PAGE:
Once there was a small, but thriving community of Axton, Virginia. Today, only a few empty buildings and a rusty water tower remain where two rural roads intersect. It’s a great place for photographers however, and that’s why I was there a few days ago.
This restored Shell Gas station in Fieldale, Virginia is a favorite location of mine, given the owners desire to fill the building’s interior with a variety of antiques. Not only that, but he’s now displaying a partially restored 1950s era Studebaker Hawk automobile. In some ways, the Studebaker company was ahead of its time design wise and while popular, couldn’t compete for sales with major U.S companies such as General Motors and Ford. And then along came Toyota. Farewell Studebaker. Thus ends my brief look at a small part of U.S. auto history. Whatever, the car looks perfect in front of the Shell station.
We live nearby Fieldale Virginia, once home to a large textile plant and now just a memory of better economic times. One popular attraction is a fully restored building that was a Shell Gas Station and garage. It’s full of antiques of various sorts … a perfect photo opportunity.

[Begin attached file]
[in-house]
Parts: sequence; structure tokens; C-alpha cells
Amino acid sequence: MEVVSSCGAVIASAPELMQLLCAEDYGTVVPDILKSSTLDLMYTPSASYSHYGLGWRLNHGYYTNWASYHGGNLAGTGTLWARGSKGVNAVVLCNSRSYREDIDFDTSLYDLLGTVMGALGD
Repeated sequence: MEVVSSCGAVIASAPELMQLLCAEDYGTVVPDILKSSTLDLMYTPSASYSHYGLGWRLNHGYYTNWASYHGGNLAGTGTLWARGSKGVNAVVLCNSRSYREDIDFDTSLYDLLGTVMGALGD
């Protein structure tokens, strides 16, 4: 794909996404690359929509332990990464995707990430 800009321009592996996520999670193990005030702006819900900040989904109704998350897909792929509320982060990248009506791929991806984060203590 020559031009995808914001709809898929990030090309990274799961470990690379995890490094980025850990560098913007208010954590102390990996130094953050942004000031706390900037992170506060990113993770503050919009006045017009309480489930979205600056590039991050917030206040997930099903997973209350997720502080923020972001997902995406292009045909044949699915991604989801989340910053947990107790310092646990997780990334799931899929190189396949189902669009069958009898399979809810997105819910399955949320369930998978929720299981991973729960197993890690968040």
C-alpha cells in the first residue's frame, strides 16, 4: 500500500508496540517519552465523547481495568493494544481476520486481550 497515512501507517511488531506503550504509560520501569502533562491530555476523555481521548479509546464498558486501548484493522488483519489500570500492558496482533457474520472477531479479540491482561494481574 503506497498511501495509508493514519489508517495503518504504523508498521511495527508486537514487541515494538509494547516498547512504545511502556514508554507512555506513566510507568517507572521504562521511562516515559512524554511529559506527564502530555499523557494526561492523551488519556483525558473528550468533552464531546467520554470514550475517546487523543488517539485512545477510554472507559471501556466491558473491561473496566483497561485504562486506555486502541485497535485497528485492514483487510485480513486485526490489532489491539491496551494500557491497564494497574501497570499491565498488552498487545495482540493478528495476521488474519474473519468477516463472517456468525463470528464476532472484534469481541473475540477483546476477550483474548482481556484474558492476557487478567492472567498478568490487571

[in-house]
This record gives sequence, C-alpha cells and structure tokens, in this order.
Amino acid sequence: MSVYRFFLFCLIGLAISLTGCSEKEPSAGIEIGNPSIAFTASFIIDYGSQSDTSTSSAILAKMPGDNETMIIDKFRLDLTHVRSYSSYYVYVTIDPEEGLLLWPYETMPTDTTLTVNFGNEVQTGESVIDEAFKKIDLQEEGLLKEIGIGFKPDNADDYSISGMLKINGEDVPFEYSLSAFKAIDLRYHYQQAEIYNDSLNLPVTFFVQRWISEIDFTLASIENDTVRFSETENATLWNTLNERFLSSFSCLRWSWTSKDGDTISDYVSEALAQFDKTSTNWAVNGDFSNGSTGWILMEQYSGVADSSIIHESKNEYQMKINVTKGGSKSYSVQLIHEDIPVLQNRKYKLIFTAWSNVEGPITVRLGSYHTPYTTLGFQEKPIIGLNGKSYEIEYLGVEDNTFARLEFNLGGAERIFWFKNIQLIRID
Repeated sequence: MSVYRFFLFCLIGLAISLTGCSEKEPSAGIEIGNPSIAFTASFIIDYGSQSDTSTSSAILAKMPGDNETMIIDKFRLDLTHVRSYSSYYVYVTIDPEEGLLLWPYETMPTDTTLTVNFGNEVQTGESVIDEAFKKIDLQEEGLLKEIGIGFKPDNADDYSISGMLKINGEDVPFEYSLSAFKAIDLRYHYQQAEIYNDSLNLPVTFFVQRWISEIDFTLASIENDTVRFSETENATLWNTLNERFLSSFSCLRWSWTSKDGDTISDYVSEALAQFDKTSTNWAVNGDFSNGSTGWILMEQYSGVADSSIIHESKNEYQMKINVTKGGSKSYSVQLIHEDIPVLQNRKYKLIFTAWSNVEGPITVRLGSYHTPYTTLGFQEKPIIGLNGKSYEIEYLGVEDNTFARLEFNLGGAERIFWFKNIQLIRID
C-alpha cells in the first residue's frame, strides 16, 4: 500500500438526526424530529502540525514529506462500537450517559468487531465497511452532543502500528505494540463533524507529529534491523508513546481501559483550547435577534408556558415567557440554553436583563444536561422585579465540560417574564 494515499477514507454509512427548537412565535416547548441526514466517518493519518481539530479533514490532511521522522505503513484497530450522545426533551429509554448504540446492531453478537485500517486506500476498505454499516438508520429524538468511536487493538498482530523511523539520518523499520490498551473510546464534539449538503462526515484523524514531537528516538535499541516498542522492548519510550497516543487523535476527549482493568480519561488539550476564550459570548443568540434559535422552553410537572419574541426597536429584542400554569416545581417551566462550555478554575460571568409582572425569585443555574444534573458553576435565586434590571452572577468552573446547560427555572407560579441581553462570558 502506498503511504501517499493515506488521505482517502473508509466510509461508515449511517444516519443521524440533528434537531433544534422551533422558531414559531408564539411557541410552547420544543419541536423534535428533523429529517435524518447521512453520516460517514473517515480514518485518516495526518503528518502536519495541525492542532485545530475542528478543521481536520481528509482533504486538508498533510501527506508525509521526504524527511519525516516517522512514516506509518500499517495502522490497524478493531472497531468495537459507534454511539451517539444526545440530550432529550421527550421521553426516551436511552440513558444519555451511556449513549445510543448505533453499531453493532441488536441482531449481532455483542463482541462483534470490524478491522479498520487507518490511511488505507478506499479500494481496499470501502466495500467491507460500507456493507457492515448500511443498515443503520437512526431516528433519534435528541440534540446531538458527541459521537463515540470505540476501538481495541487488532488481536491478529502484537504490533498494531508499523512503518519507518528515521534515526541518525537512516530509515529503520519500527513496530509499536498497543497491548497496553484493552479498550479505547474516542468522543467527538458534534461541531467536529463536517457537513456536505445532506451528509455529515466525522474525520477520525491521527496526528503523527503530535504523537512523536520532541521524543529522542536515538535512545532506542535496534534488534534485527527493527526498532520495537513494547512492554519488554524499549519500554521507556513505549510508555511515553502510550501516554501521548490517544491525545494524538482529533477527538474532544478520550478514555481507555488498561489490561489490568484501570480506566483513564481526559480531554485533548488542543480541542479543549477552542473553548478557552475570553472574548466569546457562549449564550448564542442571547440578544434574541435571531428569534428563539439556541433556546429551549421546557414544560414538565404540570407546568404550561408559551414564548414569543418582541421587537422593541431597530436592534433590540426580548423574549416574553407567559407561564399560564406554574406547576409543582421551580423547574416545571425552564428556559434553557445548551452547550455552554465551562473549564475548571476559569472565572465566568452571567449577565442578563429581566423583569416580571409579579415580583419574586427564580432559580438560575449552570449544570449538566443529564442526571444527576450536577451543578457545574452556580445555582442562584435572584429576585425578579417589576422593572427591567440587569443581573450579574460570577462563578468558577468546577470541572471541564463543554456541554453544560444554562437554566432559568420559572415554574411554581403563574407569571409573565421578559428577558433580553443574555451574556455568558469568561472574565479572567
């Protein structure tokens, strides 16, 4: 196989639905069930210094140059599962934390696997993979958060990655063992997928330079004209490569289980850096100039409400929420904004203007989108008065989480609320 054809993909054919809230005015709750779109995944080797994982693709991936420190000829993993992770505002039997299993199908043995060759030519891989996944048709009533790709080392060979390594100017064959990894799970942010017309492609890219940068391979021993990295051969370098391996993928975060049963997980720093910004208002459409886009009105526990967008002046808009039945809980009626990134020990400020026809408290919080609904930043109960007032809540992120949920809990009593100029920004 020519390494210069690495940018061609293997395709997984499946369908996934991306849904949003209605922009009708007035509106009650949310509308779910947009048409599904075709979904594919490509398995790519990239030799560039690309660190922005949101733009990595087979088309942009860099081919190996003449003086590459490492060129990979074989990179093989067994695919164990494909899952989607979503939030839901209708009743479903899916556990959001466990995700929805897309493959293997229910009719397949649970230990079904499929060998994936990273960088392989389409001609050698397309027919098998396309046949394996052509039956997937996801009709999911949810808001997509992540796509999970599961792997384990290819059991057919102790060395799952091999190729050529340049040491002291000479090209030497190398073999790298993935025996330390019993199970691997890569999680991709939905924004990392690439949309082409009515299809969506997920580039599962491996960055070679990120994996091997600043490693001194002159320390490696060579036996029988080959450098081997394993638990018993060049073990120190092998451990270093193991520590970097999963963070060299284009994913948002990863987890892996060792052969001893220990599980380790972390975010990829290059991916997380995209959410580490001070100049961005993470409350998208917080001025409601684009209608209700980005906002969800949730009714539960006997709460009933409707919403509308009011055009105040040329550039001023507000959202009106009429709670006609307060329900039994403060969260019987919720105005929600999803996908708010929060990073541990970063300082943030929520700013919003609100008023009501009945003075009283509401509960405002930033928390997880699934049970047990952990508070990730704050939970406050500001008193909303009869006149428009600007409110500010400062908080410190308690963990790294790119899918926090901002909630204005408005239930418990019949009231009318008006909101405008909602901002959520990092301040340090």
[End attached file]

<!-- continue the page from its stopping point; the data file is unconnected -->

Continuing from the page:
Looking close behind the gas pumps there is an original public telephone booth … inoperable of course because many people stopping by probably couldn’t figure out how to use it.
As I drove a narrow country road this past week, I found another nice photo opportunity similar to that I included in my last blog entry. I used a Fujifilm 55-200mm lens to capture the scene, shooting out the open passenger-side window of my car. This once-lived-in house has lots of memories still living inside. Finding deserted homes like this always makes me wonder who lived there.